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Year after year, Vienna tops the rankings as the world’s city with the highest standard of living. After walking down the Schönbrunn gardens, taking a stroll down Vienna’s world famous Christmas markets, watching world-class opera at the Staatsoper, and indulging in the traditional delicacies of Wienerschnitzel and Kakao, it’s difficult to disagree with these ratings. Vienna is truly the gem of the former Hapsburg empire, with monarchs who emphasized an elegant and ostentatious yet refined aesthetic that visitors to Vienna today can enjoy.

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Vienna intrigued me immediately upon arrival. Our hostel was located in almost a residential area in the middle of the city — which made getting into/out of the city doable. The hostel was more a converted apartment. And if I had to characterize it, some adjectives that come to mind are swanky, elegant, and cozy. Granted, student hostels don’t usually conjure images like these, but I’m employing them quite accurately. Our hostel room (which was more like a converted apartment) came equipped with tacky lights, a 1980’s musical instrument set (complete with a recorder and a rainstick), and complimentary wine. By far the best hostel experience I’ve had.

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Vienna (or Wien as it’s called in German) felt much more metropolitan than I had anticipated. It reminded me much of Copenhagen in the sense that the city’s residences developed around the attractions, all located in one central area dubbed “center city.” Exploring Vienna was quite easy. Hoping on a metro for about 1 euro could get you anywhere in the city. Vienna’s metro system runs on 5-minute intervals, and trains operate all night on Fridays and Saturdays. I’d have to say it was the most efficient public transportation I’ve encountered in Europe. I would brag and say Copenhagen’s public transportation is the best, but the diversity in public transportation (sometimes really confusing), the cost, and the recent snow in Copenhagen (shutting down train operations temporarily) have urged me to question its efficiency. Vienna, somehow, has it figured all out.

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As part of the former Hapsburg empire, Vienna is home to two royal castles: Schönbrunn and Hofburg. Walking down the gardens at Schönbrunn reminded me much of Versailles, both over-the-top, elegant palaces. The palace’s gardens intersect the palace itself and a hill. I strongly recommend walking to the top of it, because one can see the entire city of Vienna and the rolling hills of the Austrian countryside on sunny days. Hofburg, in contrast, is located right in the middle of the city and has now been converted into a museum complex — home to one of Vienna’s most famous ancient art museums, the Albertina. Though we opted instead to check out MUMOK (Vienna’s modern art museum) in Museum Quartier, walking through Heldenplatz at Hofburg let us indulge in some beautiful scenery. As an additional incentive to walk through Hofburg, Sacher Wien is located only a few blocks away from the palace. It’s home to a world famous chocolate cake, with a recipe dating back almost 200 years. For 6 euros a slice, it’s still worth it.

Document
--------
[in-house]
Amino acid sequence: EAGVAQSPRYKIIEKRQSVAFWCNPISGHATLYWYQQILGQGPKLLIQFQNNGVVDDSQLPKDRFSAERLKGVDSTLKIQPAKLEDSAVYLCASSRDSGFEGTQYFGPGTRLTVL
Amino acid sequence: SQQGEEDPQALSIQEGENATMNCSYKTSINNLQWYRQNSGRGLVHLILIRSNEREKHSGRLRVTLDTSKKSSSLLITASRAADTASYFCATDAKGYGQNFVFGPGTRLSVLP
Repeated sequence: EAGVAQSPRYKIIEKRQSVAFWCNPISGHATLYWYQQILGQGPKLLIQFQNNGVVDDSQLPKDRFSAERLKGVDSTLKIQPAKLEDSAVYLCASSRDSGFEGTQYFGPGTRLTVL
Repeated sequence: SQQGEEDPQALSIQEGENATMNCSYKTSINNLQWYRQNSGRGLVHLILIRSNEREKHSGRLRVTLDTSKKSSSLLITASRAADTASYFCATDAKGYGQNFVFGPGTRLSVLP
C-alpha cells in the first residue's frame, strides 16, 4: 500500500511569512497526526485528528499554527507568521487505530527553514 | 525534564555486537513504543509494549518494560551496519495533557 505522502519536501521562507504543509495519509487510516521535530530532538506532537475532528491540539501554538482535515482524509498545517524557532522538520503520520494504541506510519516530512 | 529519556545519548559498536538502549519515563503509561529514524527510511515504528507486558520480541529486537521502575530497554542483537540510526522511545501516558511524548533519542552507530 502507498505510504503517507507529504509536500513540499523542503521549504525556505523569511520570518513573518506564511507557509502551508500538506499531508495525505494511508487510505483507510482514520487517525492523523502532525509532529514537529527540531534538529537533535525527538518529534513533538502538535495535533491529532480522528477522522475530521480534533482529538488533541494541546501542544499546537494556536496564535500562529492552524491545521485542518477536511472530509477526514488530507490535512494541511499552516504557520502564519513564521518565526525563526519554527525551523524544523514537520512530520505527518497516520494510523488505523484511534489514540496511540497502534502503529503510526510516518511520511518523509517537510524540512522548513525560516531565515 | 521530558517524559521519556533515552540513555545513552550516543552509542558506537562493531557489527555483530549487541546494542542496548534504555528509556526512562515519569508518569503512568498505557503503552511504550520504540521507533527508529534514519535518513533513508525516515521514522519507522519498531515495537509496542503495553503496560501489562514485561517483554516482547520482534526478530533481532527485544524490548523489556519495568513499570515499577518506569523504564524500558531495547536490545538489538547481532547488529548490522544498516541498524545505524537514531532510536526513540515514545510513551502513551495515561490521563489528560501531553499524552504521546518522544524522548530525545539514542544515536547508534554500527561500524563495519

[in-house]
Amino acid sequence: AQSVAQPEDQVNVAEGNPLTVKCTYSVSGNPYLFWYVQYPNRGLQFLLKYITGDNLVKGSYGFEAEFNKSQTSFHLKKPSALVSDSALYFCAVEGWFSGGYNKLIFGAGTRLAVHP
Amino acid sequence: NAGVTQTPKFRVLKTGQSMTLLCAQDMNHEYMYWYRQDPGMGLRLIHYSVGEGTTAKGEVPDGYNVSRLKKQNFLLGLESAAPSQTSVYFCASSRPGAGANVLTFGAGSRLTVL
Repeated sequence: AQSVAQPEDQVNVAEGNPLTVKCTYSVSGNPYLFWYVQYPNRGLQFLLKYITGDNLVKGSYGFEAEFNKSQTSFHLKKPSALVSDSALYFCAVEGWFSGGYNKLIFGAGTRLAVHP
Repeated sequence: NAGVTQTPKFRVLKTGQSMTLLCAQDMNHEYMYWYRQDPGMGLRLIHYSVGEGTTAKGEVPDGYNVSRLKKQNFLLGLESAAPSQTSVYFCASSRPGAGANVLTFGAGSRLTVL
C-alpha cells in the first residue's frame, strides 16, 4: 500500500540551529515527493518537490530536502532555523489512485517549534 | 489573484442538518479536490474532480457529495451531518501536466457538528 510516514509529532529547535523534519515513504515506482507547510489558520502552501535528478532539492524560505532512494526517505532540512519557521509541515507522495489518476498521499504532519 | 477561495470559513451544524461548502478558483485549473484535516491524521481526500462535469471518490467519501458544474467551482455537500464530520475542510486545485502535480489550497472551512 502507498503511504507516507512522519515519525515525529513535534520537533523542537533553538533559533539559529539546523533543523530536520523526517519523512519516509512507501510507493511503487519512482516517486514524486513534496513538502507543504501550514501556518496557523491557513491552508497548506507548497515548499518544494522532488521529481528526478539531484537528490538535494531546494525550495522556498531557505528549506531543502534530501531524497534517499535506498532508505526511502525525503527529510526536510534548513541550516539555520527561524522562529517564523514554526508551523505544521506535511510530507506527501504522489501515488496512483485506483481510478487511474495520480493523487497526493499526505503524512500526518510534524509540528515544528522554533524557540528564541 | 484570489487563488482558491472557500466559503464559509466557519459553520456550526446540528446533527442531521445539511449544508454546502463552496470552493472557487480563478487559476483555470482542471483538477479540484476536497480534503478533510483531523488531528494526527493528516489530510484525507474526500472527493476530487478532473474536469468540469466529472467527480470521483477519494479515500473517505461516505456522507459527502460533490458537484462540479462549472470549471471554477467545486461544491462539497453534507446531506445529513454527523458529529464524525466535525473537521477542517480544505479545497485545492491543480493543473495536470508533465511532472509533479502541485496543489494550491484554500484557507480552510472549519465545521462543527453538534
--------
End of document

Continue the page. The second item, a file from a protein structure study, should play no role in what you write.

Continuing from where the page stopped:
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Speaking of food, there was no lack of it in Vienna (that seems to be the common theme in my travel throughout Europe). Wienerschnitzel (literally “Viennese schnitzel”) finds its roots in this magnificent city, which also manages to specialize in scrumptious desserts, brätwurst, and savory street food. Viennese coffee is definitely worth a taste. Unbeknownst to us, the weekend we travelled to Vienna was opening weekend for many of the Vienna’s renowned Christmas markets. Much like a holiday-themed flea market, these beautiful markets sell a range of gifts and souvenirs for the holidays. Surprisingly, many of the vendors sold items at reasonable prices, making the temptation to do some Christmas shopping that much greater. Free food and wine samples were equally abundant. The atmosphere was very much in tune with the stereotypes I had of the holiday season in Europe: ornate and over-the-top, but most importantly cheerful.

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No visit to Vienna is complete without a visit to the Staatsoper (the Vienna State Opera). On performance nights, large crowds gather outside the opera’s doors, eagerly awaiting to purchase standing room tickets for the opera. At only 3 euros a ticket, standing in line for standing room tickets to the opera (even for those that aren’t performance art connoisseurs) is absolutely worth it. Getting to watch great opera at a world famous opera house in the performance art mecca of Europe was simply surreal.

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Vienna was one of the few cities I’ve been to were you could live like a royal without having to spend like one. It’s a city that prides itself on not only displaying its culture with all those who visit, but also sharing it affordably. Where else can you see world-class opera for only a few dollars? Reflecting on this travel week, I travelled exclusively in central Europe, and yet, I visited four cities that couldn’t have been more different from each other. All this over-saturation of culture and history made my return to Copenhagen that much more needed. More posts to come soon!!

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